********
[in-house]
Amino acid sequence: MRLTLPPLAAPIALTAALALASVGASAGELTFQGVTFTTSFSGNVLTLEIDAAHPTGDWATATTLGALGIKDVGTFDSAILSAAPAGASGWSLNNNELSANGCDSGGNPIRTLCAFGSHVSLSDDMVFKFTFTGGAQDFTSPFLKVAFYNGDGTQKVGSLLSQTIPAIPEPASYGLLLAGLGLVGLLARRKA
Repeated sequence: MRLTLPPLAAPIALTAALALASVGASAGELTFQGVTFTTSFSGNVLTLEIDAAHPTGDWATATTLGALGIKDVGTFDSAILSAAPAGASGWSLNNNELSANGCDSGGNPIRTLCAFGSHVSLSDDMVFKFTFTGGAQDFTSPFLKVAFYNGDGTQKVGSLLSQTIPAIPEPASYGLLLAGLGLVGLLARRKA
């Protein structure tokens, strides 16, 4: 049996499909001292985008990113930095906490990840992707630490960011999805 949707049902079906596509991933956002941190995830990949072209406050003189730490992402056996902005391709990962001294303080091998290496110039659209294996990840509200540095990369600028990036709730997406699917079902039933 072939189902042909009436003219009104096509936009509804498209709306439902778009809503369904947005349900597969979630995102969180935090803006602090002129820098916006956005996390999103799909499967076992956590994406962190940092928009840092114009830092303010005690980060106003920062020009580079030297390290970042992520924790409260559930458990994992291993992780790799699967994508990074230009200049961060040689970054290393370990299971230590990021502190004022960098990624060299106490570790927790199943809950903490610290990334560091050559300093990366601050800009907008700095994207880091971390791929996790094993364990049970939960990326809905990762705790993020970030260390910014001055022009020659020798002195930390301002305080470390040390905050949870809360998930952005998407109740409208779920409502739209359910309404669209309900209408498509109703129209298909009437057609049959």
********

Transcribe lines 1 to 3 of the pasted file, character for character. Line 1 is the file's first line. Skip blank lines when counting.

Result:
[in-house]
Amino acid sequence: MRLTLPPLAAPIALTAALALASVGASAGELTFQGVTFTTSFSGNVLTLEIDAAHPTGDWATATTLGALGIKDVGTFDSAILSAAPAGASGWSLNNNELSANGCDSGGNPIRTLCAFGSHVSLSDDMVFKFTFTGGAQDFTSPFLKVAFYNGDGTQKVGSLLSQTIPAIPEPASYGLLLAGLGLVGLLARRKA
Repeated sequence: MRLTLPPLAAPIALTAALALASVGASAGELTFQGVTFTTSFSGNVLTLEIDAAHPTGDWATATTLGALGIKDVGTFDSAILSAAPAGASGWSLNNNELSANGCDSGGNPIRTLCAFGSHVSLSDDMVFKFTFTGGAQDFTSPFLKVAFYNGDGTQKVGSLLSQTIPAIPEPASYGLLLAGLGLVGLLARRKA